New Improved Searching!

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Just a quick note to say that AnySomewhere has a new improved search feature (box at top right of page). This should be much more accurate than the old one, enabling you to easily find the information you are looking for. Try it out if you’re searching for specific travel details!

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Java Bali Tour: Visit Indonesia

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If you’re inspired by reading about the Indonesian islands of Java and Bali but haven’t visited these amazing islands, this Java Bali tour could be just right for you.

Lynda Bransbury is offering very reasonably priced places on her Java Bali Heritage Tour in December 2012-January 2013. I met Lynda while I was studying Javanese gamelan music and she was studying puppetry in Solo, Central Java. You can read more about her tours in this interview or head straight to her own website.

MountainsHere are the juicy details:

JUST TWO PLACES LEFT ON OUR XMAS TOUR

27 December – 12 January 2012

17 nights in Java & Bali £770 single room; £612 if 2 people share

13 nights in Java £481 single room; £373 if 2 people share

7 night tour of Central Java £270;

Come and experience the wonders and beauty of Java and Bali for 17 nights. Vibrant tropical vegetation, lush rice fields, impressive volcanoes, sacred and ancient sites, dating back to Hindu Buddhist times.

BorobudurEach country has its own rich, cultural heritage. Traditional performing arts and rituals remain a vibrant and valued part of daily life. The 17 night study tour (13 nights in Java and 4 nights in Bali) combines visits to the major historical sites from the Hindu Buddhist past, including the World Heritage Site of Borobudur Temple, with opportunities to see traditional dance, ritual and performance. You can also take part in workshops led by internationally recognized Javanese artists in sound, movement, meditation, traditional dance or shadow puppets.

We visit Javanese mountain villages where the traditional way of life has hardly changed in generations, and stay overnight in village houses. You get to see traditions, performance and farming practices that tourists rarely see.

CONTACT

Lynda Bransbury at [email protected] or telephone (+44) 873 812 664 for more information or to book a place. See www.javabaliheritage.co.uk

Balinese dance

5 Rules for Riding a Motorbike in Asia

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I had never learnt to drive a car in the UK, let alone ridden a motorcycle. Moving to Indonesia, however, to a place with limited public transport, this was clearly going to be the best way to get around. I learnt in one session with a friend, and four years on I’m still alive. This are my personal rules for survival when riding a motorbike in Asia.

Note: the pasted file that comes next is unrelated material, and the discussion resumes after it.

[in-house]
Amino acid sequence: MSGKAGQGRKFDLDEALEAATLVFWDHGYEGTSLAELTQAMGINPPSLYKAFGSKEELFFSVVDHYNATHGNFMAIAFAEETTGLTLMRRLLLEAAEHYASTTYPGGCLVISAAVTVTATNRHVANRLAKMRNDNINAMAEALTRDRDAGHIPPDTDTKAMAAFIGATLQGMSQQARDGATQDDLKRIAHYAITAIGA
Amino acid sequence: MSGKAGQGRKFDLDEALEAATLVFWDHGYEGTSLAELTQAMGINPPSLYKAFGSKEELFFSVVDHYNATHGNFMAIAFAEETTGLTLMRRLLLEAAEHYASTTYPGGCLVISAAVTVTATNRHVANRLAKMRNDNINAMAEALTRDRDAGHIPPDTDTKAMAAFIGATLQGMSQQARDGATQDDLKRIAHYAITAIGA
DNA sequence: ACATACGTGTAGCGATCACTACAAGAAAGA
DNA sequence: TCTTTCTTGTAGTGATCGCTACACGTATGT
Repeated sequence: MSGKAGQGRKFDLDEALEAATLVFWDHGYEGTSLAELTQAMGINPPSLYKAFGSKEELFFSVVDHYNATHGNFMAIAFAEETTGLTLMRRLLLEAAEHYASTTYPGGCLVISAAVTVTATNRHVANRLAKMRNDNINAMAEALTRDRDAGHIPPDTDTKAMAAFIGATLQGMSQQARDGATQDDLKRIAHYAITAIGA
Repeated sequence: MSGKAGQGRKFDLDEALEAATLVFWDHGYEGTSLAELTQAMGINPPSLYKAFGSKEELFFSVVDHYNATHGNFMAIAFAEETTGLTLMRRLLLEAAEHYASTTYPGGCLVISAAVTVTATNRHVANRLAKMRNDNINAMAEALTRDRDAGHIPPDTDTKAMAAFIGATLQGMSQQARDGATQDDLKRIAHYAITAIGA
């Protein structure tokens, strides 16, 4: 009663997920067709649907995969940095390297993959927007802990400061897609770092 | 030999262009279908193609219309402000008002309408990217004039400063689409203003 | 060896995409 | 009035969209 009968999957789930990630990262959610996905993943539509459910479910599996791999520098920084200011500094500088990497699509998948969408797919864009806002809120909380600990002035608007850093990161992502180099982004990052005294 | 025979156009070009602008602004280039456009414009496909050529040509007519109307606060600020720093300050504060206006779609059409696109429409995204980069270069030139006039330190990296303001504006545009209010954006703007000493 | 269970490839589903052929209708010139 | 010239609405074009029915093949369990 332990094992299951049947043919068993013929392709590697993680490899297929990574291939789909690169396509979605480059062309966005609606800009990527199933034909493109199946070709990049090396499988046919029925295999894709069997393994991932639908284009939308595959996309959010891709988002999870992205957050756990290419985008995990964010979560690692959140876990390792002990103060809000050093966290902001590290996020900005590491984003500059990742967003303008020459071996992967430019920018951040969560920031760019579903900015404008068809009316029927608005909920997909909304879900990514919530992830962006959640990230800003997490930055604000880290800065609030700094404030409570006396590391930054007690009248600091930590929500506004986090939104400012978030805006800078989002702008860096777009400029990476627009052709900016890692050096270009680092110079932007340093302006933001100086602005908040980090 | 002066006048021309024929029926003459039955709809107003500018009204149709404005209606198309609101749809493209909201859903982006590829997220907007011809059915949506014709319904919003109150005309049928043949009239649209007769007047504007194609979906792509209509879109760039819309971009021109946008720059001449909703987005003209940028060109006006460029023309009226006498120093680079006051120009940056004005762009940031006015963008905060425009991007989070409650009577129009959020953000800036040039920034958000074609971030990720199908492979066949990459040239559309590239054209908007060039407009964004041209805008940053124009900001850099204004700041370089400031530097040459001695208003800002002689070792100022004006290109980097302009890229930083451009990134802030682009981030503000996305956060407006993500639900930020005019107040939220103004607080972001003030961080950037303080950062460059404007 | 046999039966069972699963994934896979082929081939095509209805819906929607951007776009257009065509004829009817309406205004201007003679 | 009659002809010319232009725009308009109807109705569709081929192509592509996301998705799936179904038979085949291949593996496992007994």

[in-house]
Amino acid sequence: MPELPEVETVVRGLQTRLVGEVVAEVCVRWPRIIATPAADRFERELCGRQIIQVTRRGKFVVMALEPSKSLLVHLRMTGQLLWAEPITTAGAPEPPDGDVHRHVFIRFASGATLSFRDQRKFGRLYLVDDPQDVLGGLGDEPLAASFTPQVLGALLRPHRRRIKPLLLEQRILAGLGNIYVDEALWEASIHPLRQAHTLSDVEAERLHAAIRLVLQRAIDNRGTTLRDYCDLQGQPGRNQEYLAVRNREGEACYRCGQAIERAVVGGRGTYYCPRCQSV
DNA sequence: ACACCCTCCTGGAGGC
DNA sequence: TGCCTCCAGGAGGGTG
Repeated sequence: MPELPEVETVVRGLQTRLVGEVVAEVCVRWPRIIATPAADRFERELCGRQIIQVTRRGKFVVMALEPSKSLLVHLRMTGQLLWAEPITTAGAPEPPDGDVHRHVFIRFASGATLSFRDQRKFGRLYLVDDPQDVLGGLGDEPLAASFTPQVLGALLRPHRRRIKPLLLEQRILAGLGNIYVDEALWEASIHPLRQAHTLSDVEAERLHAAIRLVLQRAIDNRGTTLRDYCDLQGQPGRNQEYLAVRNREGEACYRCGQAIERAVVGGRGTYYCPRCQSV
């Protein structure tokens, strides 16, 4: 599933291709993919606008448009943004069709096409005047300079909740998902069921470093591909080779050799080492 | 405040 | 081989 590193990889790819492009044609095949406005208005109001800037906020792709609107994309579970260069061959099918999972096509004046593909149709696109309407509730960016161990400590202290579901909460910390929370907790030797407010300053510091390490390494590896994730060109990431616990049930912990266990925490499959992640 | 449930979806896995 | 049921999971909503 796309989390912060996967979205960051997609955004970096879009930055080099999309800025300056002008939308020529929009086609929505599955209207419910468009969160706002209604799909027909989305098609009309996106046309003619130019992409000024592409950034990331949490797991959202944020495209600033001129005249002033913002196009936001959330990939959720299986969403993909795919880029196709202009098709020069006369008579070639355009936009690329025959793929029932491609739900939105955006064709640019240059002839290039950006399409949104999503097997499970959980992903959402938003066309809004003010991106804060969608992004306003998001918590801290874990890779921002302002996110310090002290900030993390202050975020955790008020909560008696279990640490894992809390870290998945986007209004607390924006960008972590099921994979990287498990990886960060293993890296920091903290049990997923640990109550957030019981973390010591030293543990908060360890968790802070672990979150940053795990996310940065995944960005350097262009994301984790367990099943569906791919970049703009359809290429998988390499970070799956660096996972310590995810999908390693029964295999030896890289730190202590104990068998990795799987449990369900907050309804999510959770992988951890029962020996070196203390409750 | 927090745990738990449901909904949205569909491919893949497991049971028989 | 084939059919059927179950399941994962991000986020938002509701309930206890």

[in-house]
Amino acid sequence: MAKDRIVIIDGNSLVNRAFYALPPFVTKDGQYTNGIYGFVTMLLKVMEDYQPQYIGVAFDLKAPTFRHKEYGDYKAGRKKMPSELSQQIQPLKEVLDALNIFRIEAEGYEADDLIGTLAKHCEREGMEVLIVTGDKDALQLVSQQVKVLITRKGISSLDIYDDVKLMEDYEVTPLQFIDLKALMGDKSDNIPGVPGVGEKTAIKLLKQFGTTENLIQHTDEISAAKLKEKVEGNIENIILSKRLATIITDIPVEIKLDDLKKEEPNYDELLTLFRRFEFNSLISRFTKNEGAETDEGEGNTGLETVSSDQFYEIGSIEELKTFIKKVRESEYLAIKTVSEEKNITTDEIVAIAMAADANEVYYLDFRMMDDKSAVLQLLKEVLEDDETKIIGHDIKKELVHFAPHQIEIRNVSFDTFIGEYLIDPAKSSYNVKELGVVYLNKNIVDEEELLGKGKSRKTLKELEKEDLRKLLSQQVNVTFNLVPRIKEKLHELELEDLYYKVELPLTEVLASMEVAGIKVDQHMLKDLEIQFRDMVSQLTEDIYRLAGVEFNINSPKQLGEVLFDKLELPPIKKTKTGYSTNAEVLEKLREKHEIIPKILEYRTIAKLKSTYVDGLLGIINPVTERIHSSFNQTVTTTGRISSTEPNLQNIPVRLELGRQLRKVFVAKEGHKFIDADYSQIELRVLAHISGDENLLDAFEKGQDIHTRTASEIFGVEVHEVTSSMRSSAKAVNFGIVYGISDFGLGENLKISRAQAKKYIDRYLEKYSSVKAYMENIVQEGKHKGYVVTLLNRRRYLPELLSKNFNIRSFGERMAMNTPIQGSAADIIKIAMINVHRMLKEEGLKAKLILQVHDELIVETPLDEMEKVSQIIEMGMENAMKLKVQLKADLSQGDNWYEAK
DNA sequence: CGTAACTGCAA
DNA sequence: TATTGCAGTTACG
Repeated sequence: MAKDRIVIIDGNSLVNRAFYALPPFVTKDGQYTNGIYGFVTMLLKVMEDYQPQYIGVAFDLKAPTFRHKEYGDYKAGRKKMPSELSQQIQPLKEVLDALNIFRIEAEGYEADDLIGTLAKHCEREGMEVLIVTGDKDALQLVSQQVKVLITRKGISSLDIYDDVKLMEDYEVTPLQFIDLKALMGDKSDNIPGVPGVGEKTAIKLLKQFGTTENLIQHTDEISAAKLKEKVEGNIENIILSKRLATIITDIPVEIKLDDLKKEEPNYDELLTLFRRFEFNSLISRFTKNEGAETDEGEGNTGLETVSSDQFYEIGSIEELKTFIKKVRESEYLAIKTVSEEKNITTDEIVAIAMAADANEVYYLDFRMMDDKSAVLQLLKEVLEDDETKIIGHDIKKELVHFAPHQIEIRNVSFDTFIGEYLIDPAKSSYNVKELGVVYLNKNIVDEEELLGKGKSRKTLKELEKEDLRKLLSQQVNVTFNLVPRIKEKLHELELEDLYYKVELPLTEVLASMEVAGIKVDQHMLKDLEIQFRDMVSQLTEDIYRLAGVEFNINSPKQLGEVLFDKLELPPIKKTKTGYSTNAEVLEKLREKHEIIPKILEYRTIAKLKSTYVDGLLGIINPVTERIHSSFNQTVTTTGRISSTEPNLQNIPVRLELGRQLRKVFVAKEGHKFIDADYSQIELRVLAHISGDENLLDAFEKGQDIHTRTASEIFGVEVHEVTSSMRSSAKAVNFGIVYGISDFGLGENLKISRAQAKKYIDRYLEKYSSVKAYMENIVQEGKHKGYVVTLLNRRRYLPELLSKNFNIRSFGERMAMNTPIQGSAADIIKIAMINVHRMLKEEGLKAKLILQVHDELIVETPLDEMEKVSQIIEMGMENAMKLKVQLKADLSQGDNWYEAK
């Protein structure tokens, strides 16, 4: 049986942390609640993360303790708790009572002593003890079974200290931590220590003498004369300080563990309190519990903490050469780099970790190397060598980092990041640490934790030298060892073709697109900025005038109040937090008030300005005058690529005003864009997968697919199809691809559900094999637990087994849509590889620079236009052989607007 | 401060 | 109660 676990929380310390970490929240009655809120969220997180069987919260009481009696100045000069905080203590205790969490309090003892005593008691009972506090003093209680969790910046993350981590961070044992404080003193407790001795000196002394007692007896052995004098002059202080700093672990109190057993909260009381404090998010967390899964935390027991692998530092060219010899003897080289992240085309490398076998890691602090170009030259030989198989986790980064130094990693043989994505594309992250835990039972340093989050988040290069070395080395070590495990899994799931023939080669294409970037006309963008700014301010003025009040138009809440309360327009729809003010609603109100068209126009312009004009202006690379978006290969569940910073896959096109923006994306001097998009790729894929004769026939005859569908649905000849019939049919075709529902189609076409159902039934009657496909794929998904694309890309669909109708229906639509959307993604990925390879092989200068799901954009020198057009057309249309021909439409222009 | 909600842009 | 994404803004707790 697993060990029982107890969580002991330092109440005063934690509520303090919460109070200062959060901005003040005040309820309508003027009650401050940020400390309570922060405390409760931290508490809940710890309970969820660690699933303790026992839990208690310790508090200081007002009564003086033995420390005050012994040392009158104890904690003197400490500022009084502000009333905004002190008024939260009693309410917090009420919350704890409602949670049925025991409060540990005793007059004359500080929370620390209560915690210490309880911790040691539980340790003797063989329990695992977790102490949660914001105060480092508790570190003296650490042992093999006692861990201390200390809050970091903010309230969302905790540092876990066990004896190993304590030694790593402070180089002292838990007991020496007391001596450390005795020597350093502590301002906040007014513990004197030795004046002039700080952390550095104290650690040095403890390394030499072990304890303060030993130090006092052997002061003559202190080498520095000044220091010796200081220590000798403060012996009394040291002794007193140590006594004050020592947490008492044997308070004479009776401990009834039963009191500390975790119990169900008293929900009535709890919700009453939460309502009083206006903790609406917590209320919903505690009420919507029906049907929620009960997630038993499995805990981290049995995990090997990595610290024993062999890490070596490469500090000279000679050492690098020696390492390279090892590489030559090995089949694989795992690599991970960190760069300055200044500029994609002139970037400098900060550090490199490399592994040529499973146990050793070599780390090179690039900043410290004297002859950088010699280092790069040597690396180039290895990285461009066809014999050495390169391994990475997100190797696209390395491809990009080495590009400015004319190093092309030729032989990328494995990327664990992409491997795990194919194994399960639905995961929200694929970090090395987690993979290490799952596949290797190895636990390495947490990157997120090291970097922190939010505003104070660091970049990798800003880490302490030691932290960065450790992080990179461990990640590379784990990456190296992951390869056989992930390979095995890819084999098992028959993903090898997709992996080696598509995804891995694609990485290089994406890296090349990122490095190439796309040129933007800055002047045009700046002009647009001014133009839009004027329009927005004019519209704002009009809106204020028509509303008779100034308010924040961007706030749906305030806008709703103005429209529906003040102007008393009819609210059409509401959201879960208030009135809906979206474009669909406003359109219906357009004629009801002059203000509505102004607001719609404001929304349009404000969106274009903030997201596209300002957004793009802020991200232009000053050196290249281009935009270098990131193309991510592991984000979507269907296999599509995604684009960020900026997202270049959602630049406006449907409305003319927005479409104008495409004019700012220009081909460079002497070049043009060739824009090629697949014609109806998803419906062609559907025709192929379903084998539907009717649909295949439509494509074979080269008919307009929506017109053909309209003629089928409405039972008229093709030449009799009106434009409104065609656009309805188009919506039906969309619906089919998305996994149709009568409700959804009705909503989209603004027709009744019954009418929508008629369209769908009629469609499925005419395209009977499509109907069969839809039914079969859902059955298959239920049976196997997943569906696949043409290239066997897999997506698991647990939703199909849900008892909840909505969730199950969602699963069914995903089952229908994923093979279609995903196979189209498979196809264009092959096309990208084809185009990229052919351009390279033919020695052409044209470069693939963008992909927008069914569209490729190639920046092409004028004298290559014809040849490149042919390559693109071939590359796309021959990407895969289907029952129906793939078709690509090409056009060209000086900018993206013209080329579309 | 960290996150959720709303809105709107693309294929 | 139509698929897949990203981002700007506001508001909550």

The motorbike is a popular form of transport in many parts of Asia

The motorbike is a popular form of transport in many parts of Asia.

1) Learn Quickly
Riding a motorbike is not difficult. Most of the challenge comes from other road users or the road itself. Find somewhere flat and uncrowded and spend an hour or so getting used to controlling the bike.

2) Wear a Helmet
It’s easy for us to forget about safety when we’re travelling or on holiday, particularly somewhere without enforced laws on helmet use. This may seem like a boring rule, but despite being fun, riding a motorcycle is not the safest way to get around. Do you really want a head injury, especially if you are somewhere without ambulances, let alone high quality medical care?

Helmets can be fun too

Helmets can be fun too.

3) Know your Bike’s Limits
My experience of riding a motorbike in Asia has been one of weaving in and out of traffic, avoiding pedestrians and rickshaws piled high with goods, as other people weave around me. When you’re entering the opposite lane to overtake a big, slow truck you need to know how fast your bike will accelerate so you can clear the truck before the traffic in the opposite lane reaches you.

Love your bike - give it a good clean

Love your bike – give it a good clean.

4) Go with the Flow
Before I learnt to ride a motorbike, a friend gave me a very useful piece of advice. She said that whereas elsewhere we might drive in a relatively straight line, just turning at corners, in Indonesia you should smoothly follow the flow of the traffic. Actually she demonstrated what she meant by swaying her body from side to side; it’s hard to convey in writing.  Basically, relax and go with the flow.

5) You’re Never the Craziest Driver
No matter how fast or how crazily you’re driving, remember there is always someone driving faster and more crazily than you. When I’ve been in a hurry to get somewhere I have driven very fast, in areas where the speed limit is generally ignored. Every time, there is someone weaving in and out of traffic, over- and undertaking, much faster and more crazily than me.

http://www.flickr.com/photos/43423301@N07/3998449040/

Or you might just get stuck in the traffic, as Asia’s cities become more congested.

And a couple things I learnt the hard way:

1) Automatic scooter-style motorbikes do not go up steep hills with two heavy people on them. Don’t try it or you’ll end up walking like I did.

2) You will at some point become one of those people carrying ridiculous amounts of people, objects or even furniture on your bike. Moving house by motorbike is not as unusual as it sounds.

http://www.flickr.com/photos/wirralwater/3762476443/